Legends Of English Football: #11 Johnny Haynes
I think it’s apt to finish this series with perhaps the player who is often held up as the reason that allowed footballers to earn the wages that they do in this day and age. Yet, to simply think of Johnny Haynes’ only contribution to football was being the first player to earn £100 per week would do this wonderful player a major disservice.
Haynes was a fabulous player and possibly one of the greatest players ever to represent England. A real “one club man”, Haynes personified footballing skill, humility and loyalty like few others and is held in almost deity like reverence at Craven Cottage to this day. Haynes showed such loyalty to his club, perhaps beyond the call of duty.
Haynes was born in 1934 in Kentish Town, London, and signed for the Cottagers in 1950 on schoolboy terms. What seems to distinguish Haynes from his contemporaries of the time was the fact that Fulham were not a “big club” in the Football League rather a mid table Second Division side, yet such was the level of his abilities that the majority of his England caps were awarded whilst Fulham were a Second Division side, almost unthinkable these days.
He continually turned down the offers of bigger clubs, A.C. Milan and Tottenham both unsuccessfully tried to sign him, but for him playing football for the club he loved was more than enough. It was Haynes unique ability as a playmaker, a role that didn’t really exist until he created it that made him such a player that was coveted so much.
In tandem with Bobby Robson, Haynes’ ability to ping passes seemingly at will to any area of the pitch to unlock opponents that caused the Fulham faithful to dub him “The Maestro”. He would often place a towel in front of the clubhouse at Craven Cottage and fire passes from the centre circle, honing his passing skills every day.
There seemed to be nothing he couldn’t do with a football and his passing coupled with his goalscoring exploits made him an fearsome opponent. He dragged Fulham to promotion in the 1958-59 season, scoring 26 goals in just 34 appearances. Fulham had never played at the top level in English football before in their history, but the rest of the decade would see them constantly struggle to impose themselves in the division.
Yet regardless of his abilities as a player, he would often show his frustration at his team mates lack of abilities by giving out an earbashing, but given the captains armband at only 21, it was to be expected. He also often would revel in the creation of a goal more than actually scoring and had given penalties to team mates even when on a hatrick. Haynes set record after record for Fulham throughout his career, with appearances, goals scored, most goals in a game and most hatricks scored.
It was Haynes England career that caused him such disappointment, with the surprising defeat to USSR in the 1958 Quarter Finals followed by the exit to Brazil in the 1962 World Cup at the same stage. The Brazilians had worked out that to stop England, you simply had to stop Haynes and put a man marker on him. Haynes didn’t get a kick and England limped out to the eventually Champions. Yet he was instrumental in Englands 9-3 demolition of Scotland in 1961, setting up 5 goals and scoring 2.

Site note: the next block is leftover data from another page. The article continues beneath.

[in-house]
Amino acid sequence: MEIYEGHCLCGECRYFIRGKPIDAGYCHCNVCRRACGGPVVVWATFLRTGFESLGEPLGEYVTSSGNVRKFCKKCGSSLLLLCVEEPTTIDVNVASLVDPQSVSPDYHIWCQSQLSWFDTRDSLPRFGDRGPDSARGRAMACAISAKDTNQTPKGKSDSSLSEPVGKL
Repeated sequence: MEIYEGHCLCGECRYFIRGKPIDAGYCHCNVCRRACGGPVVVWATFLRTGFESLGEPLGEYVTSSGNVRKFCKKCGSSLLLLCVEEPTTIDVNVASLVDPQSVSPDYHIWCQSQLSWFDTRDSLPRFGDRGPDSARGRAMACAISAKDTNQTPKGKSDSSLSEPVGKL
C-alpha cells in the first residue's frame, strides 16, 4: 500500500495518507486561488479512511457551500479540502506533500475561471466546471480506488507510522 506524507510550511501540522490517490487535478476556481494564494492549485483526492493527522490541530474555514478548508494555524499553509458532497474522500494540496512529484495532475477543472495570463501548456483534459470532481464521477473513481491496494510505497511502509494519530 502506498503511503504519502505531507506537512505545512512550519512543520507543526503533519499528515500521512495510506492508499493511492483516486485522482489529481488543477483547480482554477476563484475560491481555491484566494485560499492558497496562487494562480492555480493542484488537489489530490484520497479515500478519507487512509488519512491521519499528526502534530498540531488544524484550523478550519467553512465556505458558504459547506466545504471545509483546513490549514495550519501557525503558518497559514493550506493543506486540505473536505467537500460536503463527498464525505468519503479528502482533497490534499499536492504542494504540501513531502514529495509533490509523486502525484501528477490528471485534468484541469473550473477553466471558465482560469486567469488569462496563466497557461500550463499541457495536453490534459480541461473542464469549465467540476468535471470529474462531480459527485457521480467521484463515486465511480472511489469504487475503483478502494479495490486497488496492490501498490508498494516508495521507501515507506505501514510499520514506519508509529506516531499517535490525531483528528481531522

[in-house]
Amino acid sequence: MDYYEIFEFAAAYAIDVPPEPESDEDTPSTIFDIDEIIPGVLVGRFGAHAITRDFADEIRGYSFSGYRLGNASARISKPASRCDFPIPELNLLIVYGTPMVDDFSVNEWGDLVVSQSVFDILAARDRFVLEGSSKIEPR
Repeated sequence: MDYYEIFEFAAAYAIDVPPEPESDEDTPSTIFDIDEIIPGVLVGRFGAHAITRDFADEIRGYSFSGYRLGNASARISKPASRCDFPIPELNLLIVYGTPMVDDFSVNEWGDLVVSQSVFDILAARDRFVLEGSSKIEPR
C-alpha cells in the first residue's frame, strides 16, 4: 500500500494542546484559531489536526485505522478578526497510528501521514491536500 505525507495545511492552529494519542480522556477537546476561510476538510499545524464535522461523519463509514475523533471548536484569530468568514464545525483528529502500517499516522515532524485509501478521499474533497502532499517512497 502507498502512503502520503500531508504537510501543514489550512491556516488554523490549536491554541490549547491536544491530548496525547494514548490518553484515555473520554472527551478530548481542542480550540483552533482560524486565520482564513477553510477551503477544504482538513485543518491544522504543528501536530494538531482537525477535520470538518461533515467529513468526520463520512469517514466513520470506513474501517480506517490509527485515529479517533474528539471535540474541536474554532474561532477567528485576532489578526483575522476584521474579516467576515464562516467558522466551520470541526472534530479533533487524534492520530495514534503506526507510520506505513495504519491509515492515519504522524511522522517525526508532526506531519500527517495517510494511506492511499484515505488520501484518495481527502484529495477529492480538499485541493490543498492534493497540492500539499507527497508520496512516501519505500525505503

Haynes never played for England again, but whilst Walter Winterbottom was replaced as England manager by Alf Ramsey, Haynes was involved in a motorbike crash which caused knee ligament damage, ruling him out for nearly a year. Once he returned toward the end of the 1962-63 season, he still turned out for Fulham as regularly as he used to, but he was just missing that yard of pace which had given him an edge. The media continually clamoured for his return to international duty, but Haynes confided in Bobby Charlton “Alf knows I don’t have it in me to play for England again and so do I”.
As the sixties went on Fulham perpetually flirted with relegation, finishing 20th in both the 1964-65 and 1965-66 season. The 1966-67 season saw Fulham rise to the dizzy heights of 18th but it was a false dawn. The following season, they finished rock bottom, 6 points from safety and then had the ignomy of a consecutive relegation to the Third Division by finishing bottom of the Second Division, this time 9 points from safety.They wouldn’t trouble the top division again until 2002.
Haynes however continued to stay and try and help the cause, but Fulham could only finish 4th and he retired from professional football at the end of that season. He surprisingly moved to South Africa and became player manager of Durban City actually winning the South African championship in 1971, thus gaining his only medal in his entire career. He stayed in South Africa until 1984, when he returned to live in Scotland until his death in 2005.
At the end of his career Haynes summed up the wage breaking story with panache. “When the chairman paid me £100 a week, he was as good as his word, but he never gave me a pay rise in the rest of my time at Fulham!”.
He passed away on his birthday, 17th October 2005, aged just 71. Fulham renamed the Stevenage Road Stand the Johnny Haynes Stand on November 27th 2005 and a statue of him was unveiled on the 18th October 2008 outside the ground.
Alan Mullery : “He was the only reason I went to Fulham as a young boy of 15 leaving school. He was my hero, the captain of England and Fulham”
Bobby Moore : “Once you get used to watching that perfection you realised the rest of the secret. John was always available, always hungry for the ball, always wanting to play. I loved watching the player. Later I learnt to love the man.”
- Played 658 games for Fulham and scored 158 goals in all competitions
- Won 56 caps and scored 18 goals for England
- First footballer to get an agent
- First footballer in England to receive £100 per week
- Captained England 22 times
- First player to play for England at Schoolboy, Youth, Under-23, B and Full team